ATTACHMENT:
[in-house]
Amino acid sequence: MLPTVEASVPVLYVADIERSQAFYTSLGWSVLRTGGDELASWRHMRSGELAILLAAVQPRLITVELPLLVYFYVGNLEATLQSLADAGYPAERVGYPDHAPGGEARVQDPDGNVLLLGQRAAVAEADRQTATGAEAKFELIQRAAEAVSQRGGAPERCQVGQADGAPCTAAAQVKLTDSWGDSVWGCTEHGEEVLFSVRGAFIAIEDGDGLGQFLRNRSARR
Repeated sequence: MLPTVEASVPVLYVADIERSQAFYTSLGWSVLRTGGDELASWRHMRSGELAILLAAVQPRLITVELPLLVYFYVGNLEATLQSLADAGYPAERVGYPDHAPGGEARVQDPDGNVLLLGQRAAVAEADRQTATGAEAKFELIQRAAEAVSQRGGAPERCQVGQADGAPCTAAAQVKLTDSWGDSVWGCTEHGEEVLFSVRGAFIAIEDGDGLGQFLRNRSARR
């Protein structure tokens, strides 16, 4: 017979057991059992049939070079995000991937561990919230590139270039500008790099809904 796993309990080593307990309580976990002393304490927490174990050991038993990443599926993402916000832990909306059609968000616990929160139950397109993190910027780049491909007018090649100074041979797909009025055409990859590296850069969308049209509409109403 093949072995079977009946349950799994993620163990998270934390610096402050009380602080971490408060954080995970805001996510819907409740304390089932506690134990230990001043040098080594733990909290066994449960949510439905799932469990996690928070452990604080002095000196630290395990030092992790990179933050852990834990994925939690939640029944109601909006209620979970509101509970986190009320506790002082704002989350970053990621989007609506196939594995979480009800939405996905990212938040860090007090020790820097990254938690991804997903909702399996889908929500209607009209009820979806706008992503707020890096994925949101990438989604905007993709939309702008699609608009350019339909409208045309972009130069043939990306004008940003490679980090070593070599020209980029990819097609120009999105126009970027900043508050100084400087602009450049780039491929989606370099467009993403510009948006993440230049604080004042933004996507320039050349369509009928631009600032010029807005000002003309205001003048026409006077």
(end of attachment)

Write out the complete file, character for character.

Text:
[in-house]
Amino acid sequence: MLPTVEASVPVLYVADIERSQAFYTSLGWSVLRTGGDELASWRHMRSGELAILLAAVQPRLITVELPLLVYFYVGNLEATLQSLADAGYPAERVGYPDHAPGGEARVQDPDGNVLLLGQRAAVAEADRQTATGAEAKFELIQRAAEAVSQRGGAPERCQVGQADGAPCTAAAQVKLTDSWGDSVWGCTEHGEEVLFSVRGAFIAIEDGDGLGQFLRNRSARR
Repeated sequence: MLPTVEASVPVLYVADIERSQAFYTSLGWSVLRTGGDELASWRHMRSGELAILLAAVQPRLITVELPLLVYFYVGNLEATLQSLADAGYPAERVGYPDHAPGGEARVQDPDGNVLLLGQRAAVAEADRQTATGAEAKFELIQRAAEAVSQRGGAPERCQVGQADGAPCTAAAQVKLTDSWGDSVWGCTEHGEEVLFSVRGAFIAIEDGDGLGQFLRNRSARR
């Protein structure tokens, strides 16, 4: 017979057991059992049939070079995000991937561990919230590139270039500008790099809904 796993309990080593307990309580976990002393304490927490174990050991038993990443599926993402916000832990909306059609968000616990929160139950397109993190910027780049491909007018090649100074041979797909009025055409990859590296850069969308049209509409109403 093949072995079977009946349950799994993620163990998270934390610096402050009380602080971490408060954080995970805001996510819907409740304390089932506690134990230990001043040098080594733990909290066994449960949510439905799932469990996690928070452990604080002095000196630290395990030092992790990179933050852990834990994925939690939640029944109601909006209620979970509101509970986190009320506790002082704002989350970053990621989007609506196939594995979480009800939405996905990212938040860090007090020790820097990254938690991804997903909702399996889908929500209607009209009820979806706008992503707020890096994925949101990438989604905007993709939309702008699609608009350019339909409208045309972009130069043939990306004008940003490679980090070593070599020209980029990819097609120009999105126009970027900043508050100084400087602009450049780039491929989606370099467009993403510009948006993440230049604080004042933004996507320039050349369509009928631009600032010029807005000002003309205001003048026409006077």